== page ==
Interview with Aditi Bose


Me: How are you feeling?

Aditi: I feel like a frozen icicle. Delhi’s getting darn cold slowly. Jokes apart, I’m currently in a content state. Things seem to be on the right track. So I am not complaining.

Me:Yes, it’s quite cold in here too. Let’s start with a conventional question. Tell us something about yourself.

Aditi: I am a mother. This is what will always come first. The rest follow – writer, swimmer, shopper, foodie, and an utter romantic.

Me: When did you start writing & what/who inspired you to begin writing?

Aditi: I have been writing for a very long time. As a child I used to write my personal diary and a travel journal. Writing a novel is a recent entrant though.
My parents and the stories they told me are an inspiration. My child is too – when you have to tell a kid a new story every night, there is no choice but to keep your creative juices flowing.

Me: What did you like to read in your childhood?

Aditi: Enid Blyton and more Enid Blyton. A few years later I was hooked onto Satyajit Ray’s Feluda series.

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Me: Feluda is my favorite. I have read every story of Feluda in my childhood days. 🙂 So, who is your favorite Author? Anything specific that keeps you hooked to his/her writing?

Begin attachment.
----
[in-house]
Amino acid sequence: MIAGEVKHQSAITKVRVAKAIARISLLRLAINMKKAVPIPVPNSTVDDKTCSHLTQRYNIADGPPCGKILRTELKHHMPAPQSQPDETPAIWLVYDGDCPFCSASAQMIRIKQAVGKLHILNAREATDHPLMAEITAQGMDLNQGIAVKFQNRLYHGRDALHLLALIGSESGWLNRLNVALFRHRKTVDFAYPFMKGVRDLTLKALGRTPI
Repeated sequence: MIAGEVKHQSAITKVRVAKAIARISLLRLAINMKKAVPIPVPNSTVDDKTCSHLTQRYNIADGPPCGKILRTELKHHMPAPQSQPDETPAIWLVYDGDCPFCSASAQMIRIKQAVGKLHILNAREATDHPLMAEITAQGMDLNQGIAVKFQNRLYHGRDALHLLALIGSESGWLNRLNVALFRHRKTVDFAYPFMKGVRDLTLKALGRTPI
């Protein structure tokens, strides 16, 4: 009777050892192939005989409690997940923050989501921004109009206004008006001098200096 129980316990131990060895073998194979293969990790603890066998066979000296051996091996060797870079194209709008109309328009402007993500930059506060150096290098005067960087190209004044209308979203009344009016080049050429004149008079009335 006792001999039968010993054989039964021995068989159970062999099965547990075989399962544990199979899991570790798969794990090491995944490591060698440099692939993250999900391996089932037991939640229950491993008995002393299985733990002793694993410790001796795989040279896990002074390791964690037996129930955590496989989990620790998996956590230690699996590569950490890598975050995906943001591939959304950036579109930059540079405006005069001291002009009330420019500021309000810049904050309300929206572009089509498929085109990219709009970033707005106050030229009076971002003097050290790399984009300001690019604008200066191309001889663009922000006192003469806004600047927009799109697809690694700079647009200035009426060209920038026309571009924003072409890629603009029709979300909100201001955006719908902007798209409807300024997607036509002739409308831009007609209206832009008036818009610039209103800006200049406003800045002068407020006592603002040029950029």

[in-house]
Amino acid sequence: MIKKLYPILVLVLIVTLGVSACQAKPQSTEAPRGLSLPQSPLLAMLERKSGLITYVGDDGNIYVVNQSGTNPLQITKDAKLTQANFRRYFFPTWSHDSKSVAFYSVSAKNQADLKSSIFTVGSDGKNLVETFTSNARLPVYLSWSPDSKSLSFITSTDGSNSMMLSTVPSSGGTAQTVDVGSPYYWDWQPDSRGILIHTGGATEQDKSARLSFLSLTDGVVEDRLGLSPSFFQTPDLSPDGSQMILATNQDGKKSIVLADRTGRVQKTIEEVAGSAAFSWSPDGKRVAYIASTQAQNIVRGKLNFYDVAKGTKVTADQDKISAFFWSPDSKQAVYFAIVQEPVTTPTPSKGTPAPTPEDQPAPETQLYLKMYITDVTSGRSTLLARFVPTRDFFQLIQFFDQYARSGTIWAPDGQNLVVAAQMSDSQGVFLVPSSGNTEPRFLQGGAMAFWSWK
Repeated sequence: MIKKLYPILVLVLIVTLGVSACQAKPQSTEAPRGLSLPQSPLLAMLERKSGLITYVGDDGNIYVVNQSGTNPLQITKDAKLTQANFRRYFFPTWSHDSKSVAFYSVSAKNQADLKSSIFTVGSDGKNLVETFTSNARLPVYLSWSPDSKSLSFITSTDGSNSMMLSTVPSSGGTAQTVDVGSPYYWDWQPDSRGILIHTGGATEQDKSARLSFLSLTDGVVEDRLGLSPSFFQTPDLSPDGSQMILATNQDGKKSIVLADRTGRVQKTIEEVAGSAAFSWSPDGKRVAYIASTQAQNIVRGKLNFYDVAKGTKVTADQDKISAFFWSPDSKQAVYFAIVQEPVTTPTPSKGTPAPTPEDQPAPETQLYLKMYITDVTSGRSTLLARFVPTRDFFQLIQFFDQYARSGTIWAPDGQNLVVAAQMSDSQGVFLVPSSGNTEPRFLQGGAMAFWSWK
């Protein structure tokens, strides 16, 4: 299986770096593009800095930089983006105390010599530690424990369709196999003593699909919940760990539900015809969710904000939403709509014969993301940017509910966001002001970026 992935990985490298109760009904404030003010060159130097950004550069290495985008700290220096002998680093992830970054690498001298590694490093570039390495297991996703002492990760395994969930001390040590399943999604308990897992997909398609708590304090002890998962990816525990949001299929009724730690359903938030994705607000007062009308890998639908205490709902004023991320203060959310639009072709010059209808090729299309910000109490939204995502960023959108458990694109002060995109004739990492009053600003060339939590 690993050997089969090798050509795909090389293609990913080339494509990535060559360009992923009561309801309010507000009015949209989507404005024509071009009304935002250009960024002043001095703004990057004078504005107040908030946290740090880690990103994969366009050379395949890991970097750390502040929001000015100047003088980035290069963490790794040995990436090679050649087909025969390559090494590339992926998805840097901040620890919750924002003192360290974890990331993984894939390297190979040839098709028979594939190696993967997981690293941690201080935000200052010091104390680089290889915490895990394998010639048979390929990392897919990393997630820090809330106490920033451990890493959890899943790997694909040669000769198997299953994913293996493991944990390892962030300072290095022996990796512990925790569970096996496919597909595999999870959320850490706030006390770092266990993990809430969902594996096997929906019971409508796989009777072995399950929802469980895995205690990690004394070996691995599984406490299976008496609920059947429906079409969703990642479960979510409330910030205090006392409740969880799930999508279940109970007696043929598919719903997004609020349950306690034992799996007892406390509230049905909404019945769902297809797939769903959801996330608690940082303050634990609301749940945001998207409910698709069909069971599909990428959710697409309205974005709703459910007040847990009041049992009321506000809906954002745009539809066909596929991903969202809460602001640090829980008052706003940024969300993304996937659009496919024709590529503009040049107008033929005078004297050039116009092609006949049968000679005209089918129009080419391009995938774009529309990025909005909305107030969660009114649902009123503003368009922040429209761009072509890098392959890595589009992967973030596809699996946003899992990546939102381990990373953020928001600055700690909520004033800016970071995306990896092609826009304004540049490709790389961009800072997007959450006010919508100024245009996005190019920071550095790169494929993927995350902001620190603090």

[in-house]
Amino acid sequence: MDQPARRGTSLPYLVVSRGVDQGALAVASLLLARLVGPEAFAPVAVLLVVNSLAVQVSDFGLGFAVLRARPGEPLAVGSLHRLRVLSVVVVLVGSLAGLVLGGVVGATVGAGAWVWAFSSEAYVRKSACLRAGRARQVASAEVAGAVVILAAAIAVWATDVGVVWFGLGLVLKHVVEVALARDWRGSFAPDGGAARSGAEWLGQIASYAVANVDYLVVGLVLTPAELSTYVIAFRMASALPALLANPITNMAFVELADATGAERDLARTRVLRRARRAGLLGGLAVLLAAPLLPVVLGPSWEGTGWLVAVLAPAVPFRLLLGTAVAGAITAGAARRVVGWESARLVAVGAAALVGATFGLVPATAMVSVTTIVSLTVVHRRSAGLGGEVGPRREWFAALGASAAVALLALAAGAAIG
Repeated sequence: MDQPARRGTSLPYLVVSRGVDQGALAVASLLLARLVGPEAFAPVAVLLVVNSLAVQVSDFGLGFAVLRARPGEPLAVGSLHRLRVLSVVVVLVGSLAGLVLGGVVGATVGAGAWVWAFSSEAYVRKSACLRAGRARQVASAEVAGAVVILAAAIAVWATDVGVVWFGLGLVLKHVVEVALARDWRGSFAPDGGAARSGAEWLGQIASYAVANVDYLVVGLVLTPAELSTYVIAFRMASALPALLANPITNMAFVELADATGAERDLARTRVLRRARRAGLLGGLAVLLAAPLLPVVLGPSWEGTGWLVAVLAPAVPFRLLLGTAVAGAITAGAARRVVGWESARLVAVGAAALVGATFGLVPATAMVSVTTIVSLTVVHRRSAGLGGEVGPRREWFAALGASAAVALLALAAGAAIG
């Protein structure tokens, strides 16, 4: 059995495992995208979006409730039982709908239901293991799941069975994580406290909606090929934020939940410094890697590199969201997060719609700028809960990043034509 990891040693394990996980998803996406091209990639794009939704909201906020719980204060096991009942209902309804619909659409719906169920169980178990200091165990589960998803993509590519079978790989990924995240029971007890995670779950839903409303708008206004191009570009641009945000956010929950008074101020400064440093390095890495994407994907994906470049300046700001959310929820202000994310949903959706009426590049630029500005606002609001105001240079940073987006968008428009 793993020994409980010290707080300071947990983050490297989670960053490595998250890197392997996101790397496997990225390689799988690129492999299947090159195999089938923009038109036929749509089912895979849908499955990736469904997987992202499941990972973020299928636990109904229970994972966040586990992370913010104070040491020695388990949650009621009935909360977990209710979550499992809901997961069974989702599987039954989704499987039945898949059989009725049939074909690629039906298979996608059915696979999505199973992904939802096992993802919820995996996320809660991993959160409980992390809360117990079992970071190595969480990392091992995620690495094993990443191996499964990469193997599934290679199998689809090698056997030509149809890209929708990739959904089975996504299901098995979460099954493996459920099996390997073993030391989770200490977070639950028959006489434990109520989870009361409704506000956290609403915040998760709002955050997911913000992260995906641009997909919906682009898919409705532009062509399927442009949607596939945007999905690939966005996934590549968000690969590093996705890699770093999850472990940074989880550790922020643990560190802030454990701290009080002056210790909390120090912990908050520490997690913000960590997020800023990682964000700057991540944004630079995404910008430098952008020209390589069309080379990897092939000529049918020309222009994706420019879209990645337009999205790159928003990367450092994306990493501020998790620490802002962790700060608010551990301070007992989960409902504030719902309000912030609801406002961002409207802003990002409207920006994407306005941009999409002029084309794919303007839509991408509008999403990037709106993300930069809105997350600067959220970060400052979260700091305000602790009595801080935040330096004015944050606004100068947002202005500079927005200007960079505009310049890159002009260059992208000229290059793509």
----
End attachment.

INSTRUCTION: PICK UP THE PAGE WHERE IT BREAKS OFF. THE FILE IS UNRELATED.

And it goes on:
Aditi: I like reading a plethora of authors. Usually the story line and the book cover is what attracts my attention. But, in general, I like Danielle Steele and the poignancy that she brings up in her stories.

Me: Oh, I see. What is your current book about? Can you tell us something about it?

Aditi: My Dream Man explores the changing relationship between a professor and his student. I don’t think I want to divulge any further.

Me: How have you conceived the idea about writing this book?

 

Aditi: Ideas just come to me suddenly – out of the blue. This one also just happened.

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Me: Could you tell us something about the main character of your current book?

Aditi: The female protagonist is a vivacious Bengali girl and the professor, who is twelve years older to him, is a mature and calm person.

Me: Tons of other books are being published every day out there. What makes this book different and attractive for a reader?

Aditi: Because it has been written by an attractive lady! (Giggles). Jokes apart, I think the teacher-student relationship in a romance plus the kind of twist that it has hasn’t been experimented with yet.

Me: That seems interesting. It is said that a writer should always read a lot, do you agree? Does it influence one’s writing? How do you avoid the influence & maintain the flow?

Aditi: The words should / have to doesn’t apply to writers. We are a bunch of creative people and we do what we like. For some reading works and for some staring into open space does.

If one were to read only a single author’s writing then it is likely that some influence would brush off. As for avoiding influence, there’s really no need to avoid it. Every writer, eventually, always finds his own style coming out.